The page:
Patriot’s Day – Cincinnati
On Saturday, April 19, 2014 the Cincinnati Chapter of the Sons of the American Revolution hosted two ceremonies honoring Revolutionary War Soldiers. The ceremonies were held at the historic Spring Grove Cemetery, the second largest cemetery in the United States.
The first event centered upon a stone monument with bronze markers identifying 60 Revolutionary War Veterans buried in Hamilton County and many later re-interred at Spring Grove. Thirty Five had been identified in 1976 with the first plaque and now an additional twenty-five are honored by the new SAR plaque.
The second event dedicated a U.S. Veterans Administration Grave Marker for Revolutionary War Solider Joshua Wyeth. He was at the Boston Tea Party, Bunker Hill, and the Battle of White Plains. After the war he moved out to the Ohio Country where he made his home in early Springfield and then Cincinnati. In 1827 he told his story of the the Boston Tea Party and identified many of the early patriots who participated. He died in 1829 and was interred at the Presbyterian Twelfth Street Burial Ground. The Cemetery became Washington Park where many of the graves were covered over rather than moved. The marker in Spring Grove is to remember Patriot Wyeth and his contributions to the country.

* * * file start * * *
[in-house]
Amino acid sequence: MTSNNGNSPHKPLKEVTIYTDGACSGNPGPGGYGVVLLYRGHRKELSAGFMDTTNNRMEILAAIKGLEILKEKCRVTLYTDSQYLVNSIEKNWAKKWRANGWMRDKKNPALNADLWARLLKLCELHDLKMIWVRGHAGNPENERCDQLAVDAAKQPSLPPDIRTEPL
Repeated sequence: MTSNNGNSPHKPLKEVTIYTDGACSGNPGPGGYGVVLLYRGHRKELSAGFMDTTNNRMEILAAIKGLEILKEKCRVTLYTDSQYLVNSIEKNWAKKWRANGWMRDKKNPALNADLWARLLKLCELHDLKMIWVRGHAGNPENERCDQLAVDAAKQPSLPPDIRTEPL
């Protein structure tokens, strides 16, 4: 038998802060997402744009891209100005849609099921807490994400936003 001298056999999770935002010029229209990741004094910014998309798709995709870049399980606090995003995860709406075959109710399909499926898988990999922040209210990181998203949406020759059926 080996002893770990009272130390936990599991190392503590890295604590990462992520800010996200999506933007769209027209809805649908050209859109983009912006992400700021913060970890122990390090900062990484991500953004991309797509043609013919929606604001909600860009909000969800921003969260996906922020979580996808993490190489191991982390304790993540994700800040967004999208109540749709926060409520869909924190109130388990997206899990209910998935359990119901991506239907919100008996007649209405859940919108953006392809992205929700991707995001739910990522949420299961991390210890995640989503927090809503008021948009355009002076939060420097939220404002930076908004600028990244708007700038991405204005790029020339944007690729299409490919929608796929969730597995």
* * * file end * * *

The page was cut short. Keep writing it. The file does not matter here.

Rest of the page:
Forty of his descendants from as far away as California attended the marking ceremony. Speakers included George Ruch, Ohio Society President, Sandy McCann, Ohio State Regent of the DAR and many local SAR, DAR and CAR chapters. Color Guard of Ohio and Kentucky presented the colors and provided the flintlock salute. In total there were over 120 people who attended the events.
Special call out of thanks to Michael Gunn, James Schaffer and Don McGraw of the Cincinnati Chapter for the months of planning and research necessary to make the events memorable and meaningful.